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Olivia Palmer, Simmons University

Olivia Palmer
25 Cranefield Rd, Concord, MA 01742
774-249-3143
Simmons University
Environmental Science Major

Robots; Are They as Scary as We Think They Are?

Industrial robots. They are one of the construction industry’s newest developments. They may seem like a gift from the Gods in regards to construction site safety, efficiency, and accuracy, but is it possible that these robot might not be all they live up to. When we look at society’s view of robots in general, we get some pretty mixed reviews. One of the easiest ways to dissect our collective view on robots is to see our responses to them in media. For example, in movies, like “Transformers” or “The Iron Giant”, robots are depicted as misunderstood heroes. The robots are helpful or surprisingly charismatic, giving us a positive depiction of them all around. When we look at other movies in the robot category, like “Ex Machina” or “The Terminator”, we are given a very different message. The robots produce a risk to the humans around them. They create a fear among members of our society about robots and their ability to cause danger. Entertainment is just one way that we can see society’s confusion about robots and artificial intelligence. While it may be true that industrial robots can and do have a positive impact on human safety, increasing their prevalence in the construction industry could lead to a variety of legal confusion due to the philosophical questions their advancement begs.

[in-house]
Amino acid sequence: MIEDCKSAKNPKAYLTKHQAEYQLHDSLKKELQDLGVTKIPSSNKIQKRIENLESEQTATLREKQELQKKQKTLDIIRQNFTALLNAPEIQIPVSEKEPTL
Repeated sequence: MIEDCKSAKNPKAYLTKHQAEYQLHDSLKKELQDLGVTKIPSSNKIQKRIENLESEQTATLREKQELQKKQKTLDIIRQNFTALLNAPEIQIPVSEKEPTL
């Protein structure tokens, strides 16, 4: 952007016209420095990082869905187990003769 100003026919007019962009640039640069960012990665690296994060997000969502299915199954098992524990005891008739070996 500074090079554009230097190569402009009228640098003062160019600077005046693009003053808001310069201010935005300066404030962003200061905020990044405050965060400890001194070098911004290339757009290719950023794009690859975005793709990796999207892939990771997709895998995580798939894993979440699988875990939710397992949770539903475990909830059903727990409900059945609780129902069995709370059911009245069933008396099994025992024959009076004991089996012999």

First, we will start with the facts. Robots can and have been proven to have a largely positive impact on construction sites. One of those impacts being an increase in human safety. According to the CDC “Robots can improve worker safety by doing work that is especially dangerous. They remove the worker from the hazard. For example, robots can inspect offshoreoil rigs while people remain safely on shore” (CDC 2021). When it comes to construction, there are certain tasks that may put workers at risk, whether that be inspecting oil rigs, working at large heights, or even the use of dangerous chemicals or material. The functioning of our society is reliant on these tasks getting done, but why do we need a human to risk their life in the process? This is where robots come into the picture. They allow us to put a machine, which can be repaired or replaced, in a the position of a construction worker, who is not fortunate enough to have that immortality in the case of an accident.

Along with human safety, robots can be an asset to the modern day construction site in that they have the ability to increase efficiency and accuracy. We see this in the “SAM System”, a specific robot used to assist with brick laying. It “is intended to work with a mason in order to reduce costs, increase productivity and increase the quality of work” (Jones 2022). The robot, which is more accurate and efficient than a human, works to make the construction move at a faster rate, as well as reducing overall costs. Brick laying is not the only tasks that robots can help with, as their quick skills can be applied to lots of different jobs.